Can Physical Health Impact on Mental Health?


Despite the clear distinction between mind and body, our mental and physical health are connected. The human body is essentially a well-oiled machine. If you think of it as a car, then you can see how our physical state can impact on our mental wellbeing.

For instance, a car with worn out wheels will consume much more fuel to slow down even though the wheels and the engine are two entirely different parts of the vehicle. Similarly, with us humans, our bodies can dictate how our minds feel and vice versa.        

Our physical health can impact on our mental health in a positive way and in a negative way. If you eat a balanced diet consistently, then your physical state will improve and so will your mental health. If you are a chronic smoker, your physical state deteriorates and eventually so does your mental wellbeing. Let’s look at some clear-cut examples of physical health affecting mental health.      

Exercise and Depression      

Physical activity has great benefits for both the body and mind. For the body, it yields better overall fitness and helps build muscle mass, making us stronger. For the mind, exercise increases activity in the frontal lobes and increases the brain’s uptake of endorphins, which are otherwise known as feel-good hormones.      

Physical exercises improve our physical state, but they also have a great impact on mental health. In fact, exercise is considered the best natural antidepressant because of the effect it has on the mind. Exercise improves our physical health, and our physical health positively affects our mental wellbeing. Better physical health enhances confidence and self-esteem, and this can uplift a depressed individual’s mood considerably.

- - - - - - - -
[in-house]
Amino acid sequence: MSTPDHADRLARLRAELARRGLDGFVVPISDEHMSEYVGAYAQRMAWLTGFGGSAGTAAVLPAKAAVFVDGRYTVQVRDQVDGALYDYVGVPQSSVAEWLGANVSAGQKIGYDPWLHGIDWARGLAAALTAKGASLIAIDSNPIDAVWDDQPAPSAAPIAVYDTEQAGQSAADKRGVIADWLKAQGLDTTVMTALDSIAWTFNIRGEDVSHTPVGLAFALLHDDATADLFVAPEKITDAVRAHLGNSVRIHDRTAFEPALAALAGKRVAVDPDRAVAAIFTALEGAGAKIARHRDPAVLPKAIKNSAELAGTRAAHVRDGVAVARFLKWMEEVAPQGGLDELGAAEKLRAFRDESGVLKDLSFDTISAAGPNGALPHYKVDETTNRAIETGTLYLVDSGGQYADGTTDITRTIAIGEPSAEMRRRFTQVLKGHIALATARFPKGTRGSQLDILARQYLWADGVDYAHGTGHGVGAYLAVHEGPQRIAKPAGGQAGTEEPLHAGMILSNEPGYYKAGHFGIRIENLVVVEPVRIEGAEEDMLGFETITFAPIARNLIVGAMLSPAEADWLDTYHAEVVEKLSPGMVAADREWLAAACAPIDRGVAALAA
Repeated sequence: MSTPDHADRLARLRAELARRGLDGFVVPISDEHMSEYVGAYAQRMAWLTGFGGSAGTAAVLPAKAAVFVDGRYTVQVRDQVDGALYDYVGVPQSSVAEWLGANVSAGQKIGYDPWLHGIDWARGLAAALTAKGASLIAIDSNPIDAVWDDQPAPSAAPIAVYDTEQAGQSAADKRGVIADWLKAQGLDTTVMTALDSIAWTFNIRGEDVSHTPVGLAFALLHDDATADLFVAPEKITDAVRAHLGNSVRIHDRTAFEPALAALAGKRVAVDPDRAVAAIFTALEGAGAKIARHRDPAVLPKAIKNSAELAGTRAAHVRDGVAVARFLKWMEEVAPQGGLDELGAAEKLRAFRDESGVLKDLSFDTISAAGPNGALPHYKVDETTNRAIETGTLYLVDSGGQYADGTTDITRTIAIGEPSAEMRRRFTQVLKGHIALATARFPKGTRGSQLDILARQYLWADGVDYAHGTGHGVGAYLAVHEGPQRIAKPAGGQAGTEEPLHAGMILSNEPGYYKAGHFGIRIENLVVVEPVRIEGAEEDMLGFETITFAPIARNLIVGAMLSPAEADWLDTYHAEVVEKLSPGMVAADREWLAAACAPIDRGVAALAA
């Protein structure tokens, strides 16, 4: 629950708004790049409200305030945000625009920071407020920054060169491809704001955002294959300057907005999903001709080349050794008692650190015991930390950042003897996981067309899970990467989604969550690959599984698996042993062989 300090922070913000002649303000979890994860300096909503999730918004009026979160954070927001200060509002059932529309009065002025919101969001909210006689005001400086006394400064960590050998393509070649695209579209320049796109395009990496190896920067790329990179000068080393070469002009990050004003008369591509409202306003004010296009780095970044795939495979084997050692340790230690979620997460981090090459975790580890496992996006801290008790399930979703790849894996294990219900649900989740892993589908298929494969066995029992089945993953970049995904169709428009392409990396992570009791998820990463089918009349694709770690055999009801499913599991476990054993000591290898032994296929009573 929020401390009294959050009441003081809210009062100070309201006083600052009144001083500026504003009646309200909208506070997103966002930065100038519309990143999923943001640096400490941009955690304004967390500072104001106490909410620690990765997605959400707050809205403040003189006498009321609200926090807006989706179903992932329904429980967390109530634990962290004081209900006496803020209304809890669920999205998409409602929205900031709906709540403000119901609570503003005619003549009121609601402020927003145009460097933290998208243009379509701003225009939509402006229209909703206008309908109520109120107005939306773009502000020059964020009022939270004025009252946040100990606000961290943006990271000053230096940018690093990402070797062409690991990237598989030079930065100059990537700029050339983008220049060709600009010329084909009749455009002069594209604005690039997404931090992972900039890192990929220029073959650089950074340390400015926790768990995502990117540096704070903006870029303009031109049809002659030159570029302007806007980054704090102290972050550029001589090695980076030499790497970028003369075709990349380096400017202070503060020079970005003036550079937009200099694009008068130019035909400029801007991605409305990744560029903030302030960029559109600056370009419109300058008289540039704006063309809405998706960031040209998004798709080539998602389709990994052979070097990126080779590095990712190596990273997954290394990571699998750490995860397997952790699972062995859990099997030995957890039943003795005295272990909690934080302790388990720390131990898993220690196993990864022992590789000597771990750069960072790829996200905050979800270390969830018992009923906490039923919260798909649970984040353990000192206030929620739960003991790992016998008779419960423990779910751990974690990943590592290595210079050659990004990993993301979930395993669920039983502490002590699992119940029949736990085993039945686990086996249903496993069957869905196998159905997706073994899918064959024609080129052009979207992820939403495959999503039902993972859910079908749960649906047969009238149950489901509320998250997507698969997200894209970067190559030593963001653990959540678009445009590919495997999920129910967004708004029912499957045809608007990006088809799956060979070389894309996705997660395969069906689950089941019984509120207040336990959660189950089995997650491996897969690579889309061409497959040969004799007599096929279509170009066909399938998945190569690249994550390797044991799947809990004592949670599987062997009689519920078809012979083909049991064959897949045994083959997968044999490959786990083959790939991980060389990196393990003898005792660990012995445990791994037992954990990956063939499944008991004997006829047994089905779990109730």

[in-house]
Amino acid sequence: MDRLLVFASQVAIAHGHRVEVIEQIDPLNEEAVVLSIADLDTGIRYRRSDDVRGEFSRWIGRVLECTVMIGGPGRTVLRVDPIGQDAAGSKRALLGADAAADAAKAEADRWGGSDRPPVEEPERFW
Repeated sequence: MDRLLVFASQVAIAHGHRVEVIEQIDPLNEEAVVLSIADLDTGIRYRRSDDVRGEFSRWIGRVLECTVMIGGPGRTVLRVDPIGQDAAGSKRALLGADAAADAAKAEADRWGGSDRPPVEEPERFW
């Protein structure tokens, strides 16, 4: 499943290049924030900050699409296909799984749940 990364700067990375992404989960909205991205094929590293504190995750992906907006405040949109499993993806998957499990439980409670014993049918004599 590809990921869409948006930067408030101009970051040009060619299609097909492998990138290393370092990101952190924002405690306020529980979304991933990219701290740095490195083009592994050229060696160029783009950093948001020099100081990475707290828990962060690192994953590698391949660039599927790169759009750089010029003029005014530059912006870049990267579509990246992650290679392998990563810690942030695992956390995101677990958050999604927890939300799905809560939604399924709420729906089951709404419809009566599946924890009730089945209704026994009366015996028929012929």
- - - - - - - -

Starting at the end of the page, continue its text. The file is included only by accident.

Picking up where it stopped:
Depression and Chronic Illnesses      

On the flip side of things, poor physical health is detrimental to our mental health. A study conducted in 2009 on patients with chronic heart disease discovered that 22 per cent of the subjects had mild depression. 17 per cent of the participants were even taking antidepressants. At the end of the study, the researchers concluded that poor quality of life brought on by chronic illnesses can cause depression.

This conclusion was echoed by one professor from the Institute of Psychiatry in London. Professor David Goldberg noted that chronic illnesses put people at higher risk of depression. Interestingly, he also stated that depression could cause some chronic physical illnesses, saying “depression and chronic illness [es] are in [a] reciprocal relationship with one another.”      

Poor physical health is often a precursor to mental illnesses, but the reverse is also true. Let’s look at how our mental health can impact our physical state.      

Stress and Chronic Illnesses      

Psoriasis is a chronic skin disease that affects millions of people worldwide. This condition, which is characterized by the development of flaky sores on the skin, is triggered solely by stress, making it a prime example of how poor mental wellbeing can affect our physical state.      

85 percent of psoriasis patients are irked by their condition. One in ten contemplate suicide, and one in three feel shame and humiliation over their condition. This shows us the profound impact our mental health can have on our physical wellbeing, but it is also a clear example of how something like a bad skin condition can cause depression and even promote suicide.      

Physical stress has just as bad an impact on mental wellbeing, which is why many professional athletes suffer from mental illnesses at some point in their careers. Retired athletes often fall into depression due to the sudden shift in routine at the end of their careers. Their bodies are adapted to strenuous training schedules, and the sudden switch to sedentary living often instils them with a sense of hopelessness and lost purpose.      

Our physical and mental health are tied to one another in complicated ways. What we know is that they can both impact on each other positively and negatively. Many chronic illnesses are predated by mental illness, but our mental health also suffers significantly when our bodies undergo a prolonged period of illness. The two are cyclically linked, so your physical health is just as important to your mental wellbeing as your mental health is to your physical state.

Mayfair, we care